We soon crossed paved highway 89A and continued on the Smiley Rock Road and this is where the fun really began. As we passed through an excellent camping area the road began to deteriorate at an alarming rate. We had been warned that this route was difficult. However, it was more than difficult. It was virtually impassable. We traveled down a stream bed with tight brush and boulder field after boulder field. The five cars in our group all required the spotting services of Richard Brazier (the best in the business.) Even with spotting help we were moving at Rubicon type speeds and it would have been a couple of hours to go a mile. The Fearless Leader made a decision to turn around after the lead vehicle nearly tilted over on its side after going through a very tight area. We finally found a turnaround spot and trudged slowly back uphill to Highway 89A. (We were fortunate to help some very skilled drivers on this trip including Neal and Marian, Coop, Bill Powell, etc.)
When we got back to 89A it was a short drive downhill into Jerome which was our stop for the night. If you have never been to Jerome, you must go. This is one of the most spectacular towns in the West. Unfortunately, the outstanding Jerome State Historic Park and Museum was already closed when we got there. That is usually a must stop. The group split up for the night with Neal and Marian heading down the mountain to stay with friends in Cottonwood and Bill and Julie going to stay in the Prescott area. The only campers that night were Nelson and Ellen while Bob, Richard, Bill Powell, Coop and Toby the Dog stayed at the historic Jerome Grand Hotel and dined in luxuryat the Asylum restaurant.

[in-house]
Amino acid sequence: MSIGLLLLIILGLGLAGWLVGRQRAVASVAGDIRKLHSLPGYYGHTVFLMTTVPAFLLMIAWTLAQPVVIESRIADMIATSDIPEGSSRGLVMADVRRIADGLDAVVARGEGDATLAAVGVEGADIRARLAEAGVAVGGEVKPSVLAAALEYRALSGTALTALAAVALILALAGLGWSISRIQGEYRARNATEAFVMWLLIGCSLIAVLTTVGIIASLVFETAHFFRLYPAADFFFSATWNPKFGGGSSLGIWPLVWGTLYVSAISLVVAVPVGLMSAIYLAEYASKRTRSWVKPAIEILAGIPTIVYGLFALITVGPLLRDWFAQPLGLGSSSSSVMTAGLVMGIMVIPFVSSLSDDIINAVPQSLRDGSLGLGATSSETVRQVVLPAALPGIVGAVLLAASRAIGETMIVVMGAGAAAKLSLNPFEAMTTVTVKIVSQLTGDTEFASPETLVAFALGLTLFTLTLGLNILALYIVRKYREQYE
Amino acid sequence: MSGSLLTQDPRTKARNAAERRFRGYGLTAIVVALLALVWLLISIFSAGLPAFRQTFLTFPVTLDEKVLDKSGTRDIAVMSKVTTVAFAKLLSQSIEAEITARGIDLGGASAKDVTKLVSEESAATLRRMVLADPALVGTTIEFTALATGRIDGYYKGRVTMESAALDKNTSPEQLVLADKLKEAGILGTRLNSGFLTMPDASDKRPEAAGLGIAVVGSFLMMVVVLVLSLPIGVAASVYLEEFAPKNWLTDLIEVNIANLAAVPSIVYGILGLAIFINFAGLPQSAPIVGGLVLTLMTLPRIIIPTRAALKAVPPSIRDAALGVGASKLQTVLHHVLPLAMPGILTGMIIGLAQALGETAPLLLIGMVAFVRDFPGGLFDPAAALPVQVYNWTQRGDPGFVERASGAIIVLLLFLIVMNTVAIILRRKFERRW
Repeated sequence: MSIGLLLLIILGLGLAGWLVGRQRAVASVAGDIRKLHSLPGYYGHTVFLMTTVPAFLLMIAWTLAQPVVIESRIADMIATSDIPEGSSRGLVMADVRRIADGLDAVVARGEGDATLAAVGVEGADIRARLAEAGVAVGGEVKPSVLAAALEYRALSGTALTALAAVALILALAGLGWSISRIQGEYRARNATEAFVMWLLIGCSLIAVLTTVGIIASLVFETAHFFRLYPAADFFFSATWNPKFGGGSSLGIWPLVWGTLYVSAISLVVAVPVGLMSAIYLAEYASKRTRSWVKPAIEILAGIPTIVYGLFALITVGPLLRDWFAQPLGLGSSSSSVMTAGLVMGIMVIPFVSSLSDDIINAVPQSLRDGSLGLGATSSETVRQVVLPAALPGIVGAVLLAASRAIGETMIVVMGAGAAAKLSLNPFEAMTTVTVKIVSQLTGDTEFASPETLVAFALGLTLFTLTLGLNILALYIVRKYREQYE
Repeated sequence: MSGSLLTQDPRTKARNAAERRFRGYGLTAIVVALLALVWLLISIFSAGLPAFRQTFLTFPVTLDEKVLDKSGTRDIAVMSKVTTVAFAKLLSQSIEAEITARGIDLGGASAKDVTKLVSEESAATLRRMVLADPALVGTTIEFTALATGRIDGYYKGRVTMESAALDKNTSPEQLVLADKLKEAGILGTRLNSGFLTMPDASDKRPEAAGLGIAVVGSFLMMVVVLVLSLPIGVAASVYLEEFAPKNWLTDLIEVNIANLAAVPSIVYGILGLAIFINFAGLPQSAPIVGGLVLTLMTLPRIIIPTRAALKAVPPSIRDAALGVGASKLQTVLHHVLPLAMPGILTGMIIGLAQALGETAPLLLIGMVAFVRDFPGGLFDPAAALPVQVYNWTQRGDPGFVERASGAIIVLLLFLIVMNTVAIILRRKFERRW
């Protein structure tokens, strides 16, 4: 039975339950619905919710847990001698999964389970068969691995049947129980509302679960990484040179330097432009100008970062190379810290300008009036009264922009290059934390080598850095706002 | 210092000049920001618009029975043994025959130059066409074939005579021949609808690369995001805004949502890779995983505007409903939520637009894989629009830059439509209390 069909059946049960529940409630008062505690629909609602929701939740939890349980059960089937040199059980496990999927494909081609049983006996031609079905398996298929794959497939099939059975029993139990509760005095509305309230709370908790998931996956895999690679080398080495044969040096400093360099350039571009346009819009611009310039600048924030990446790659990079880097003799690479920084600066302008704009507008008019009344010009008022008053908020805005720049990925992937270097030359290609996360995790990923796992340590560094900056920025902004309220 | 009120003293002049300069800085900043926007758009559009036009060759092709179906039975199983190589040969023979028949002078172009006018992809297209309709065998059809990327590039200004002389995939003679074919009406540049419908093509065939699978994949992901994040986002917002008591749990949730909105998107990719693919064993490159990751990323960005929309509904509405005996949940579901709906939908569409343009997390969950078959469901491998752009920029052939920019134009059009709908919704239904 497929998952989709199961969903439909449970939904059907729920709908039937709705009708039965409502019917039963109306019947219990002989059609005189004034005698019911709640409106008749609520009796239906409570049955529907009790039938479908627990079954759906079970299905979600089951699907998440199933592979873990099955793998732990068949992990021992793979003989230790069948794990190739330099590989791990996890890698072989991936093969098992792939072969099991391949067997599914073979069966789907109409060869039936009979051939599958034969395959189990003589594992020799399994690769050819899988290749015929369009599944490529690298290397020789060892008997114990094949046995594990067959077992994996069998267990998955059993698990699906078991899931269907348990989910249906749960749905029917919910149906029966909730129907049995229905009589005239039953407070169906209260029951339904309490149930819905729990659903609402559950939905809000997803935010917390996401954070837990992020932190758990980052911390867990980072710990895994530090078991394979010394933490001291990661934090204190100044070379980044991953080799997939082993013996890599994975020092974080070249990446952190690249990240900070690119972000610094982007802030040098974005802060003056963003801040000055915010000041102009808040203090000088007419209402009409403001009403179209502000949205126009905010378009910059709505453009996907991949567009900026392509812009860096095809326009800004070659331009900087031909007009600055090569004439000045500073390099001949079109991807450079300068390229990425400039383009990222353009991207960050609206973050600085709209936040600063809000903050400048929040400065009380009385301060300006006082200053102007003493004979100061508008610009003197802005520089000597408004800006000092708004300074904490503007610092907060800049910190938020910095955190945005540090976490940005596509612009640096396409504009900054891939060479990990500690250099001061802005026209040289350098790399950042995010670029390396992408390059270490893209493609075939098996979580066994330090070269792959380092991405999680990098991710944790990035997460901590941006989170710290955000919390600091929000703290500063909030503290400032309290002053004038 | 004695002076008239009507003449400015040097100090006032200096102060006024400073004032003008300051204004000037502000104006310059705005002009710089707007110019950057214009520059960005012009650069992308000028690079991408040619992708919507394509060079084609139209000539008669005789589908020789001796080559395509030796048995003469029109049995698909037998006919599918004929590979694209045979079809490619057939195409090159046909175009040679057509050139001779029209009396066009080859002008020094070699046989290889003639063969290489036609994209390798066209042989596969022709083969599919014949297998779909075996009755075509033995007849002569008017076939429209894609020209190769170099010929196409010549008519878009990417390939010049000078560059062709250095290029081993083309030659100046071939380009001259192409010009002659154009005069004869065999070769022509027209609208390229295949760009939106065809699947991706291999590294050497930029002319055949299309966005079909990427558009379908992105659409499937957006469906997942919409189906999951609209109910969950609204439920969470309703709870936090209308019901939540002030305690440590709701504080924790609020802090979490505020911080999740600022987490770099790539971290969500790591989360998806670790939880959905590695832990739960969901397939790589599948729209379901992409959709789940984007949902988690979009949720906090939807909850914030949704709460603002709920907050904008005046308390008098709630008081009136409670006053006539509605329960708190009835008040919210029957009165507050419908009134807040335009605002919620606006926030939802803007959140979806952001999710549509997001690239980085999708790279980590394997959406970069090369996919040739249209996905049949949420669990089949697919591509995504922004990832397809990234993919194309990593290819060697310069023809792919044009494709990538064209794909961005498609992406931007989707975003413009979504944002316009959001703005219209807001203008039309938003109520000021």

We met in the morning in the parking lot of the Jerome Grand to begin the final day of this exciting trip. The first half of the day was a traverse of the GWT leg from Jerome to I-40 near Williams. It starts in the high desert of the Central Highlands and ends in the Colorado Plateau region. The trail goes right through forests of cedar, juniper, and pinion pine trees as well as other larger pine trees in both the Prescott and Kaibab National Forests. The road through the forests was moderately challenging in places, but nothing like the Smiley Rock Trail from the day before. Lunch was at a beautiful spot in the middle of a pine forest.
After lunch we arrived at I-40 where Neal and Marian left us as well as Bill and Julie. (We were only a few miles from their home in Flagstaff.) Nevertheless, we still had three cars, six people and one dog to continue the journey on the GW leg from I40 to Tusayan. This proved to be an easy, but beautiful trip through the forested Colorado Plateau country which was covered with evidence of volcanic activity. We finally arrived at paved US 180 which was the end of our GWT experience this time around. This couldn’t have been better for Ellen who works at Grand Canyon National Park. Bill Powell, Richard Brazier, Coop and Toby and Yours Truly stayed near the Canyon on Sunday night and we were able to meet Ellen in her workplace on Monday morning before heading for home.
Everybody agreed this was a great and unique trip. We are already planning a second GWT trip which would start near the north rim of the Grand Canyon and extend into Utah. However, it can’t be any better than this wonderful adventure